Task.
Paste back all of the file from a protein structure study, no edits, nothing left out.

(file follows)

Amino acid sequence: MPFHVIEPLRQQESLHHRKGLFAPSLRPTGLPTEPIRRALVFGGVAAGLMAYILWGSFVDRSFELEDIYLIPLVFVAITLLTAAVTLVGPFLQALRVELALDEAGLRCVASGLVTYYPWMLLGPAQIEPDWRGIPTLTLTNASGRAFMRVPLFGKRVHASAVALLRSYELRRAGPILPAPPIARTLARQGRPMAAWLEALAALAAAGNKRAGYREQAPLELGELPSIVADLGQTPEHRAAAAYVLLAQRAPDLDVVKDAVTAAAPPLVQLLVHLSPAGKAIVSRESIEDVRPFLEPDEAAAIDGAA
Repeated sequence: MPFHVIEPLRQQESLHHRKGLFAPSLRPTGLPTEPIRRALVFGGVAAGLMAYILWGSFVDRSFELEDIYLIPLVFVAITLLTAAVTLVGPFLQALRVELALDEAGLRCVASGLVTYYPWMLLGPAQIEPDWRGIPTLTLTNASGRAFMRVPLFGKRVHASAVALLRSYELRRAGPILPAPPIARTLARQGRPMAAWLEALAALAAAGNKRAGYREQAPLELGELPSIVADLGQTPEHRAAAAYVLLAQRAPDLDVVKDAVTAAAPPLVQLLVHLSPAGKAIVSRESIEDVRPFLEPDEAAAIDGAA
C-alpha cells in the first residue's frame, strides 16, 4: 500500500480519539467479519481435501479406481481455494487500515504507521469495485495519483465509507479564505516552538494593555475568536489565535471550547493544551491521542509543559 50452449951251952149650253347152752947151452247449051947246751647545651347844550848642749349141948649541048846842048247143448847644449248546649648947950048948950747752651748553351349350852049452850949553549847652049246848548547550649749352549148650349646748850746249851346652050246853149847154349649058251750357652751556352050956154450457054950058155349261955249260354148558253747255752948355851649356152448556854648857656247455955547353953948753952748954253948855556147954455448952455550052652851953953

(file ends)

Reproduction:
Amino acid sequence: MPFHVIEPLRQQESLHHRKGLFAPSLRPTGLPTEPIRRALVFGGVAAGLMAYILWGSFVDRSFELEDIYLIPLVFVAITLLTAAVTLVGPFLQALRVELALDEAGLRCVASGLVTYYPWMLLGPAQIEPDWRGIPTLTLTNASGRAFMRVPLFGKRVHASAVALLRSYELRRAGPILPAPPIARTLARQGRPMAAWLEALAALAAAGNKRAGYREQAPLELGELPSIVADLGQTPEHRAAAAYVLLAQRAPDLDVVKDAVTAAAPPLVQLLVHLSPAGKAIVSRESIEDVRPFLEPDEAAAIDGAA
Repeated sequence: MPFHVIEPLRQQESLHHRKGLFAPSLRPTGLPTEPIRRALVFGGVAAGLMAYILWGSFVDRSFELEDIYLIPLVFVAITLLTAAVTLVGPFLQALRVELALDEAGLRCVASGLVTYYPWMLLGPAQIEPDWRGIPTLTLTNASGRAFMRVPLFGKRVHASAVALLRSYELRRAGPILPAPPIARTLARQGRPMAAWLEALAALAAAGNKRAGYREQAPLELGELPSIVADLGQTPEHRAAAAYVLLAQRAPDLDVVKDAVTAAAPPLVQLLVHLSPAGKAIVSRESIEDVRPFLEPDEAAAIDGAA
C-alpha cells in the first residue's frame, strides 16, 4: 500500500480519539467479519481435501479406481481455494487500515504507521469495485495519483465509507479564505516552538494593555475568536489565535471550547493544551491521542509543559 50452449951251952149650253347152752947151452247449051947246751647545651347844550848642749349141948649541048846842048247143448847644449248546649648947950048948950747752651748553351349350852049452850949553549847652049246848548547550649749352549148650349646748850746249851346652050246853149847154349649058251750357652751556352050956154450457054950058155349261955249260354148558253747255752948355851649356152448556854648857656247455955547353953948753952748954253948855556147954455448952455550052652851953953